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US is content, but ready for change

By Staff writer of The Christian Science Monitor / May 30, 2000



WARREN, VT.

With the buzz of mowers, fresh-cut grass, and a tang of barbecue smoke filling the Memorial Day weekend air, a buoyant America heads into the summer riding on the economic wave of good fortune, which has powered the country for the past nine years.

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But even as the nation's comfort with the fullness of its wallet and the increasing safety of its communities fuel a characteristic American optimism, a sense of disquiet is also stealing across the landscape. And that is already having a political impact on the presidential race.

Usually, incumbents or their heirs in good times are shoo-ins. But this year, the country might go against the grain. Vice President Al Gore is struggling in the polls against Texas Gov. George W. Bush. While it's still early, the sources of unease range from uncertainty about the economy to questions about the moral fiber of the current administration.

You can hear the unease as a sunburned Jack Garvin, fresh from a Memorial Day weekend marathon in Burlington, Vt., talks about the shortage of workers brought on by the booming financial sector.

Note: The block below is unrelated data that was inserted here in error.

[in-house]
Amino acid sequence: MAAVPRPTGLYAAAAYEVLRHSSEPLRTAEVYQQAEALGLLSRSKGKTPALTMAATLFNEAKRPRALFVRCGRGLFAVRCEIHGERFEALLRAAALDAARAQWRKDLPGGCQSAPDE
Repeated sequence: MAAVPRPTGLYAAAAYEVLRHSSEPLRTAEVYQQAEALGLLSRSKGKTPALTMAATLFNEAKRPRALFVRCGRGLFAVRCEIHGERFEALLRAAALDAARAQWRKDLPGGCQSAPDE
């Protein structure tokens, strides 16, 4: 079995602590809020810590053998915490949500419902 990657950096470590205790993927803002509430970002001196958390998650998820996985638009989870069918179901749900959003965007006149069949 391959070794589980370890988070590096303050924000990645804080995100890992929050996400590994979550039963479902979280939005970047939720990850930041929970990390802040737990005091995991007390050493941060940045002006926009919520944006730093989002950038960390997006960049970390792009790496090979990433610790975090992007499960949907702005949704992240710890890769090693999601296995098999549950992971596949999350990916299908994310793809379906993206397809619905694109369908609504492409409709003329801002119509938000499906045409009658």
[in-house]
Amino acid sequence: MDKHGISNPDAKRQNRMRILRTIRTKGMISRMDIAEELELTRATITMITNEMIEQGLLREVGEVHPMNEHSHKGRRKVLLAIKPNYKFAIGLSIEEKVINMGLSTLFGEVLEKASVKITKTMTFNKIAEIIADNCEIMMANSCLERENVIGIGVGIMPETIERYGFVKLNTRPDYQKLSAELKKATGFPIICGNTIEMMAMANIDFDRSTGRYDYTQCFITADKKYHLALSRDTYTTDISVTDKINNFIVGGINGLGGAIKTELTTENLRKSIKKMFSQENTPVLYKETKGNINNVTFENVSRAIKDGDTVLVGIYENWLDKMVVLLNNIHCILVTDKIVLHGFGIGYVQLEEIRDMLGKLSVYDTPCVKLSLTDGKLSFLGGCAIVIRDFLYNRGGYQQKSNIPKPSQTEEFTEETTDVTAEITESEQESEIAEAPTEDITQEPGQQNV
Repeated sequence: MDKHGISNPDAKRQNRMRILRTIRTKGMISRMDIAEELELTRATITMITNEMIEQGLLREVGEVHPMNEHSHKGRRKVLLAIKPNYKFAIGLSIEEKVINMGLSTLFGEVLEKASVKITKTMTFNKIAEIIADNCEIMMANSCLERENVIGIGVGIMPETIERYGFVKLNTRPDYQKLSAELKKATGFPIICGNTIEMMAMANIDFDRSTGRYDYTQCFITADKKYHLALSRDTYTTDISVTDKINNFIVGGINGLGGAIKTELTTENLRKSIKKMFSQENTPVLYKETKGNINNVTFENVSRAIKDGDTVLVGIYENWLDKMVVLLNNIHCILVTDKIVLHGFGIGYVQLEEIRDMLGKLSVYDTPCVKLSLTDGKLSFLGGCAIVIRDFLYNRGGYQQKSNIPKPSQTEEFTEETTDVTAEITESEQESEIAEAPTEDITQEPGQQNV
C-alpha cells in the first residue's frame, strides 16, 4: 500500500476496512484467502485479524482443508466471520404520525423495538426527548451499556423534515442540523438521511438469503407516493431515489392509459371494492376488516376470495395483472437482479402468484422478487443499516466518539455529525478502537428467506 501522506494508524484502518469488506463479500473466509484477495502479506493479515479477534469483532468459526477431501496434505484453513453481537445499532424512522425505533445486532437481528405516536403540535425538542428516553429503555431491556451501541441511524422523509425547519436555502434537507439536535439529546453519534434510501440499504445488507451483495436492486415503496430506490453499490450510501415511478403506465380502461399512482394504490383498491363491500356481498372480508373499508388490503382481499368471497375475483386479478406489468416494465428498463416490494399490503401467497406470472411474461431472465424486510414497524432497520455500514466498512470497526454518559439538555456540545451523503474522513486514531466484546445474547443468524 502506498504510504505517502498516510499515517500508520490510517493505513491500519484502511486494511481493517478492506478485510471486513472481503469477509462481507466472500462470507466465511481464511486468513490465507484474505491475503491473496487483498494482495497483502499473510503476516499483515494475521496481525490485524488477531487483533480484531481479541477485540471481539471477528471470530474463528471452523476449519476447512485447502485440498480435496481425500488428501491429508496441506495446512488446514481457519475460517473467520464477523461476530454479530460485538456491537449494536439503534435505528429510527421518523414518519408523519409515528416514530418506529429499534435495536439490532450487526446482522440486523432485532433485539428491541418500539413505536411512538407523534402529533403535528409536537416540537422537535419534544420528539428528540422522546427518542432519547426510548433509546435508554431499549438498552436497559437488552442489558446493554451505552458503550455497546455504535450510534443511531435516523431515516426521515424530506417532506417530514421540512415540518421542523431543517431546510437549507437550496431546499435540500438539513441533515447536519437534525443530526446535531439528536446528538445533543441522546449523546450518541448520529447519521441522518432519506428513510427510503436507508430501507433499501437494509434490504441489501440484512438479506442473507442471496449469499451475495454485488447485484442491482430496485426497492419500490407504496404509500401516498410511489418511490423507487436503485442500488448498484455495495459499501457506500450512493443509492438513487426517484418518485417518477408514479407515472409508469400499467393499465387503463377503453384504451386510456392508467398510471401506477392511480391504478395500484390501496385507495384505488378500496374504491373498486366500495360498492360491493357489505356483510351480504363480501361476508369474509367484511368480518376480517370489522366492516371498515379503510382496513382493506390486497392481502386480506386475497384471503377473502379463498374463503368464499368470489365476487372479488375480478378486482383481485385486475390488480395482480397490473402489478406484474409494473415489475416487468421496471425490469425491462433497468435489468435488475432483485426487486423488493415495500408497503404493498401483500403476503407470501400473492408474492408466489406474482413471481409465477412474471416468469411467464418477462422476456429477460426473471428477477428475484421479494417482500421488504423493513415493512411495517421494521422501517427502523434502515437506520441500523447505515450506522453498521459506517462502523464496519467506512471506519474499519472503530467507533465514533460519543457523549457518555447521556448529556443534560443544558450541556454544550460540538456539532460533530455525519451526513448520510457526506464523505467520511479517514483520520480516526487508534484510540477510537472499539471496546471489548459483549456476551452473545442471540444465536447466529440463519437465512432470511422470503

Or when James Carpenter, who owns a trucking business in Haslet, Texas, worries about sticker shock at the gas pump and the impact on his business.

And as Joe Furnia, a retail fuel manager in Canton, N.Y., bemoans the moral legacy of the Clinton administration.

All three are optimistic about the economy, despite Wall Street's yo-yo-like volatility and the recent round of interest-rate hikes. But only Mr. Furnia knows who he's voting for, and it's not Mr. Gore.

The three are reflective of a complex trend. A recent Gallup Poll found that a whopping 66 percent of Americans rate the economy as "good" or "excellent." But it also found a marked increase in pessimism. The poll, conducted May 18 to 21, found that 37 percent of Americans now say economic conditions are getting worse, compared with only 23 percent in January.

At the same time, no one can exactly put their finger the "most important problem" facing the country. It ranges from education, to healthcare, to morals, depending on which American you talk to.

"Maybe for that reason, people are looking more at the character and personality of the candidates," says Frank Newport, executive director of the Gallup Poll in Princeton, N.J. "There's no demand that they solve a problem like there was in '92 when we had a bad economy."

Jack Garvin voted for Bill Clinton in the last two elections.

With a bevy of weekend tourists crowded into the quaint, but high-toned Warren General Store that he's managed for the past 20 years, he shares his ambiguous feelings about the economy and the two top presidential contenders.

Over a scarred maple table that overlooks the rushing Kids Brook - named because, by town decree, only kids age 15 and under can fish in it - Mr. Garvin now says he has to listen to traffic twice a day during rush hour as thousands of commuters leave the bucolic Mad River Valley for jobs in the cities.